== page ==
if(value == null) {
            throw new NullPointerException();
        //first, generate a random key for the given value
        key = UUID.randomUUID();
        keys.add(key);  //add the key to the LinkedList

        map.put(key.toString(),value); //finally put an entry to the Hashtable

    public Object take() {
        UUID headKey = (UUID)keys.remove(0);    //retrieve the first key entry
        //get the associated entry related to the first key
        Object entry = map.get(headKey.toString());

        return entry;


Again, this is a simple class which is having two operations, put() and take(). To store the keys of the entries which are being stored, I used a Linked List.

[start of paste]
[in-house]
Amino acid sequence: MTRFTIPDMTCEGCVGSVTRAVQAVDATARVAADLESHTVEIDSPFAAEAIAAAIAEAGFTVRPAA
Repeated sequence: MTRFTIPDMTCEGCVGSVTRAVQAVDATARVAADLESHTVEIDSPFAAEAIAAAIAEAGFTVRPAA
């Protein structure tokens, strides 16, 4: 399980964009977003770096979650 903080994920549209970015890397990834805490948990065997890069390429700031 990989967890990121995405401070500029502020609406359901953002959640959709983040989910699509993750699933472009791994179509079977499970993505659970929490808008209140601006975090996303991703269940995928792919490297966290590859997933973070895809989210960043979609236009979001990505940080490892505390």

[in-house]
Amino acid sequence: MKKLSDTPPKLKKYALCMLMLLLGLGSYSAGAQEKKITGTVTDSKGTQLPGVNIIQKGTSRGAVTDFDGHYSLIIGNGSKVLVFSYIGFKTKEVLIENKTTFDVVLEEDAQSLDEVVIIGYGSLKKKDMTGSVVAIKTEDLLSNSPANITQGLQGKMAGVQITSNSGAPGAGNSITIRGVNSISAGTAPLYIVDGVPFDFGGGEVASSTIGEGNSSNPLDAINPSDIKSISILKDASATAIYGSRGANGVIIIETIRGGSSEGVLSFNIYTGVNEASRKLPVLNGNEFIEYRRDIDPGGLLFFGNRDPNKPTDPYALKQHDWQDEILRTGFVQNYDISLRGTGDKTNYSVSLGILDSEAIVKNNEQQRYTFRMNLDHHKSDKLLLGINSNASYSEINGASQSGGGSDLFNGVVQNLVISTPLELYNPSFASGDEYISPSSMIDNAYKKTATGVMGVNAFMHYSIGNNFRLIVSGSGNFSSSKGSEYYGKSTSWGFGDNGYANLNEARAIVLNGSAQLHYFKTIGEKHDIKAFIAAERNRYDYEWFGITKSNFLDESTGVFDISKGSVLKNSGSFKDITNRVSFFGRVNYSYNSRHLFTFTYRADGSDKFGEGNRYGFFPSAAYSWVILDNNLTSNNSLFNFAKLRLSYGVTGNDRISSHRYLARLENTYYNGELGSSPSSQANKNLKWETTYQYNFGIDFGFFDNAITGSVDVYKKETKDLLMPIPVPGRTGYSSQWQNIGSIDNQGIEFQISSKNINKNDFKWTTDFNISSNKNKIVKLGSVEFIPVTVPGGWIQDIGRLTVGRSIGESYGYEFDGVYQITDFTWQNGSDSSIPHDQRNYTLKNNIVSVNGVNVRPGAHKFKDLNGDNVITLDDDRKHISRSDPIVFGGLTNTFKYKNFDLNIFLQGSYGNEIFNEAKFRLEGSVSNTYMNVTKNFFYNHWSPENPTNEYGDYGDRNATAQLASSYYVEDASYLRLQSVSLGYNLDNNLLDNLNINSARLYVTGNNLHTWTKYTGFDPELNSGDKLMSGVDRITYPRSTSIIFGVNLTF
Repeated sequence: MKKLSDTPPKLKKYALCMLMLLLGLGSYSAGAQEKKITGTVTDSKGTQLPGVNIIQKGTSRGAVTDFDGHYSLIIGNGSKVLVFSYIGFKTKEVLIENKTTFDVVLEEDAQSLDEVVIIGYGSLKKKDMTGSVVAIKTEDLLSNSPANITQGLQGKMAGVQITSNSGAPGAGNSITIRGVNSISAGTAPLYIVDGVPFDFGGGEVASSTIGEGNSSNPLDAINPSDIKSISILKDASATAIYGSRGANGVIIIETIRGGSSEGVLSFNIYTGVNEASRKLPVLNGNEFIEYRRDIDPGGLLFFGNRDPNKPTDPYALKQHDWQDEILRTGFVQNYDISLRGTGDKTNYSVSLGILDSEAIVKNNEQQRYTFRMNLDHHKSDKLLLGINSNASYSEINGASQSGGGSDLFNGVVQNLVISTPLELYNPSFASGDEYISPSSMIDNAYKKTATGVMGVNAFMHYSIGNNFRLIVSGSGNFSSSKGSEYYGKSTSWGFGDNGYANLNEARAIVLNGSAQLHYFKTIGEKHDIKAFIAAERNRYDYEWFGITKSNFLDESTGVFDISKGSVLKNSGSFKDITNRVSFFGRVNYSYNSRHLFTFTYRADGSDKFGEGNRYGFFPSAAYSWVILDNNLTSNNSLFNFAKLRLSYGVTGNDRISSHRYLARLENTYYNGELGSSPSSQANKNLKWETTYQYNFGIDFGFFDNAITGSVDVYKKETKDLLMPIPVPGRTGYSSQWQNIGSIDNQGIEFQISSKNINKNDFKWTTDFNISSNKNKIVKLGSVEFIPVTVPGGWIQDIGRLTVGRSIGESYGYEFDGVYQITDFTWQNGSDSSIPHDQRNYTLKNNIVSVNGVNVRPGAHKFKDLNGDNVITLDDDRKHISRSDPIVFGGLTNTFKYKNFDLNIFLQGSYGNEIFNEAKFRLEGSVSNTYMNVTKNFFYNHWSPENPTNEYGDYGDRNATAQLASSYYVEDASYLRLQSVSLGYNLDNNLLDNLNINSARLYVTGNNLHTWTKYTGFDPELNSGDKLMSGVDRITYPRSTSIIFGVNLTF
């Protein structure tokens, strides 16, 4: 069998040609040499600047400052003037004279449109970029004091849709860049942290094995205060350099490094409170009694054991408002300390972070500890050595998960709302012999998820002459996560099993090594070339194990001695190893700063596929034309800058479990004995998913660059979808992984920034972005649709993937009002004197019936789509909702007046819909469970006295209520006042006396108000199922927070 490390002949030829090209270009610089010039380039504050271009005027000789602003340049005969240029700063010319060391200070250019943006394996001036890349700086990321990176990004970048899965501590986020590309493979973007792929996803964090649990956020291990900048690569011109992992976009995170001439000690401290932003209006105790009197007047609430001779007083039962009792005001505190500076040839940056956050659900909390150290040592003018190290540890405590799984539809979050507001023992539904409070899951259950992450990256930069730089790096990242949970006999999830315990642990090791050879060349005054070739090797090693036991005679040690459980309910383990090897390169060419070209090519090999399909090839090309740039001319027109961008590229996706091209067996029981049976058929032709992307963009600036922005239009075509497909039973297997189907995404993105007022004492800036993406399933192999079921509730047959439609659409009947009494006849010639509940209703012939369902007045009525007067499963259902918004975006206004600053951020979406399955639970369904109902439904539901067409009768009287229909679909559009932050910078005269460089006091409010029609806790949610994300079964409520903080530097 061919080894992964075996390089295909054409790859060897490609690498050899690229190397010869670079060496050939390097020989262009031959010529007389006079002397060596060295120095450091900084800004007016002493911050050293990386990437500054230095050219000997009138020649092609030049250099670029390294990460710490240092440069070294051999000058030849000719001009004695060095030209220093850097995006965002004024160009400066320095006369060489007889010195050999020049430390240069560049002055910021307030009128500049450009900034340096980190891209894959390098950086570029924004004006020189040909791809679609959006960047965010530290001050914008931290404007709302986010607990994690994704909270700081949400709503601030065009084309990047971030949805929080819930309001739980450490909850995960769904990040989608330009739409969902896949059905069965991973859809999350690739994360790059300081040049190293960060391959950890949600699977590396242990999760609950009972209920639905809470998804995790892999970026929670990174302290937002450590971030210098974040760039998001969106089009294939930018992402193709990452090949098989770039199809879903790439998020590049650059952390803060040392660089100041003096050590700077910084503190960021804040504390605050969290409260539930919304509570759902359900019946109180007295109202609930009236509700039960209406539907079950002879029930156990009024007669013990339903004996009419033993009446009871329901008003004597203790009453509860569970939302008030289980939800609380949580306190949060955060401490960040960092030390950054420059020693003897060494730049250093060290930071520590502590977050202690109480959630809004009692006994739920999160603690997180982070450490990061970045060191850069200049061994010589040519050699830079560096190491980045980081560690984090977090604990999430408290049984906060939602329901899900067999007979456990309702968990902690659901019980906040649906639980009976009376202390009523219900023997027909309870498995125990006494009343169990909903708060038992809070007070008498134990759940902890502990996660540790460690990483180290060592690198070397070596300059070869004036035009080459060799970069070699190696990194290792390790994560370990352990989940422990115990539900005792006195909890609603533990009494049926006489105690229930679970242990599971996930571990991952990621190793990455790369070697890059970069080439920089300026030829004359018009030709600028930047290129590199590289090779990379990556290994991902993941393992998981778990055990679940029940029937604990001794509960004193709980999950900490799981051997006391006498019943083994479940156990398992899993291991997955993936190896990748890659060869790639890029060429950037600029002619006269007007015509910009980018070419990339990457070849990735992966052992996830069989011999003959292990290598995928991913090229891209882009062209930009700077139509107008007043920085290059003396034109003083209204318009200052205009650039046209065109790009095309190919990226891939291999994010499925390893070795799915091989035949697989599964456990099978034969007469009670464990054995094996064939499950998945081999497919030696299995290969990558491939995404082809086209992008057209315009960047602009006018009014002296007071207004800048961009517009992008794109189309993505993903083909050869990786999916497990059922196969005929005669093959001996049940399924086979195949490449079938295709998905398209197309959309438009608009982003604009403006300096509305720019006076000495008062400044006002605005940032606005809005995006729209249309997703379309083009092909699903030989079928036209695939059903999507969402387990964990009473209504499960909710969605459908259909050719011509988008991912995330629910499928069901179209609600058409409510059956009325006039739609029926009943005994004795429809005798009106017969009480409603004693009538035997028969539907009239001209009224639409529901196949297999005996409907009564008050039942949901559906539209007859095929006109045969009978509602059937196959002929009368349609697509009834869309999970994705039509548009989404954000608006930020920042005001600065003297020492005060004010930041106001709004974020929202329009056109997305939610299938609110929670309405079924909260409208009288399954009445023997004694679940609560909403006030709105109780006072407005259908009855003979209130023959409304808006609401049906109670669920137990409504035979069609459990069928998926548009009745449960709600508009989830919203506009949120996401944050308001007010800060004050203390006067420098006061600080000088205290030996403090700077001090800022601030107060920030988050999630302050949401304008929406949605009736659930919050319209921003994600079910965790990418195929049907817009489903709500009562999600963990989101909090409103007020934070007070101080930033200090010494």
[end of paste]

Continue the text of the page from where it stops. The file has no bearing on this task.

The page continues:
When you need to insert an entry(<V>) to the queue, following activities will be performed.

1.  A random unique identifier is generated using UUID class. This identifier is the key(<K>) for that entry.

2.  Generated key is inserted to the keys Linked List. In this case, key will be added to as the last item of the Linked List.

3.  Save the entry into Voldemort engine as a key value pair of <K,V> where K is the generated key and V is the value being saved. Here the save operation will done through our Voldemort client.

Above set of activities are included in the put() operation of the Queue class.

When retrieving the head of the queue, following activities will be performed.

1.  Retrieve the key of the entry which has been inserted first most. This can be done by calling Linked List’s getFirst() method so that it will return the first item of the key list.